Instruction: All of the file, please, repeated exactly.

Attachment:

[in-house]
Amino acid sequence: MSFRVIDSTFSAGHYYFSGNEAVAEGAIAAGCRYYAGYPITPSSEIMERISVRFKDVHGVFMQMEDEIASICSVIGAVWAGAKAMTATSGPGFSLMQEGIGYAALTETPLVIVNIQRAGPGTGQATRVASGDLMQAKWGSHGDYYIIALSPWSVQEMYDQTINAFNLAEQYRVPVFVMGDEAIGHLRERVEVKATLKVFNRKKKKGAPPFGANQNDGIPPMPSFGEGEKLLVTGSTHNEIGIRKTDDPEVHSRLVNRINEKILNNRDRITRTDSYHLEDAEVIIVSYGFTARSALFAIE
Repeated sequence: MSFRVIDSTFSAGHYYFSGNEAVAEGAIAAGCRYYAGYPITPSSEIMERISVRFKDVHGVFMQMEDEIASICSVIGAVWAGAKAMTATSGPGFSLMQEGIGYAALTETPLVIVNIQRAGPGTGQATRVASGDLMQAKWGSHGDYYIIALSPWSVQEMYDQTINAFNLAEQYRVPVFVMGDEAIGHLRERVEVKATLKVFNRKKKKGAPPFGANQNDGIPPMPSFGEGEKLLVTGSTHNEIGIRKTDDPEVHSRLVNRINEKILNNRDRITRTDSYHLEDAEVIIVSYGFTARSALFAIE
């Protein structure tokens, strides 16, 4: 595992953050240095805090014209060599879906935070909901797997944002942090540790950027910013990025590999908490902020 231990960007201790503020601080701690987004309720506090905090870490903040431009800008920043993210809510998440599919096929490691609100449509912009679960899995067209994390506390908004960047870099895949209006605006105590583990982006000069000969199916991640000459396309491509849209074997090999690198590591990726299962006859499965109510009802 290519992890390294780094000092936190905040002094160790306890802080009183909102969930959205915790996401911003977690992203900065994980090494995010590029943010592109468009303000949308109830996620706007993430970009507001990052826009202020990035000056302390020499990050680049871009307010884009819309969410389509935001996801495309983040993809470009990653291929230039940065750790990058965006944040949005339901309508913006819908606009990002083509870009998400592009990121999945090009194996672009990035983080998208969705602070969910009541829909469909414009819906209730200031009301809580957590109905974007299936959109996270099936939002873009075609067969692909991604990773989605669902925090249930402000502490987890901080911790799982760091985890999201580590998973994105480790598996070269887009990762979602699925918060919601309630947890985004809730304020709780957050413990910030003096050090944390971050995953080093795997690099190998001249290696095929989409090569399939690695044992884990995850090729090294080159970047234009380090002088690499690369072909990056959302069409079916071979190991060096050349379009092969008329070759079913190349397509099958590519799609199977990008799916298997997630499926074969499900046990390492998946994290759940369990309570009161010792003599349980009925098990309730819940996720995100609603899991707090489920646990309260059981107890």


[in-house]
Amino acid sequence: MSFRVIDSTFSAGHYYFSGNEAVAEGAIAAGCRYYAGYPITPSSEIMERISVRFKDVHGVFMQMEDEIASICSVIGAVWAGAKAMTATSGPGFSLMQEGIGYAALTETPLVIVNIQRAGPGTGQATRVASGDLMQAKWGSHGDYYIIALSPWSVQEMYDQTINAFNLAEQYRVPVFVMGDEAIGHLRERVEVKATLKVFNRKKKKGAPPFGANQNDGIPPMPSFGEGEKLLVTGSTHNEIGIRKTDDPEVHSRLVNRINEKILNNRDRITRTDSYHLEDAEVIIVSYGFTARSALFAIE
Repeated sequence: MSFRVIDSTFSAGHYYFSGNEAVAEGAIAAGCRYYAGYPITPSSEIMERISVRFKDVHGVFMQMEDEIASICSVIGAVWAGAKAMTATSGPGFSLMQEGIGYAALTETPLVIVNIQRAGPGTGQATRVASGDLMQAKWGSHGDYYIIALSPWSVQEMYDQTINAFNLAEQYRVPVFVMGDEAIGHLRERVEVKATLKVFNRKKKKGAPPFGANQNDGIPPMPSFGEGEKLLVTGSTHNEIGIRKTDDPEVHSRLVNRINEKILNNRDRITRTDSYHLEDAEVIIVSYGFTARSALFAIE
């Protein structure tokens, strides 16, 4: 595992953050240095805090014209060599879906935070909901797997944002942090540790950027910013990025590999908490902020 231990960007201790503020601080701690987004309720506090905090870490903040431009800008920043993210809510998440599919096929490691609100449509912009679960899995067209994390506390908004960047870099895949209006605006105590583990982006000069000969199916991640000459396309491509849209074997090999690198590591990726299962006859499965109510009802 290519992890390294780094000092936190905040002094160790306890802080009183909102969930959205915790996401911003977690992203900065994980090494995010590029943010592109468009303000949308109830996620706007993430970009507001990052826009202020990035000056302390020499990050680049871009307010884009819309969410389509935001996801495309983040993809470009990653291929230039940065750790990058965006944040949005339901309508913006819908606009990002083509870009998400592009990121999945090009194996672009990035983080998208969705602070969910009541829909469909414009819906209730200031009301809580957590109905974007299936959109996270099936939002873009075609067969692909991604990773989605669902925090249930402000502490987890901080911790799982760091985890999201580590998973994105480790598996070269887009990762979602699925918060919601309630947890985004809730304020709780957050413990910030003096050090944390971050995953080093795997690099190998001249290696095929989409090569399939690695044992884990995850090729090294080159970047234009380090002088690499690369072909990056959302069409079916071979190991060096050349379009092969008329070759079913190349397509099958590519799609199977990008799916298997997630499926074969499900046990390492998946994290759940369990309570009161010792003599349980009925098990309730819940996720995100609603899991707090489920646990309260059981107890």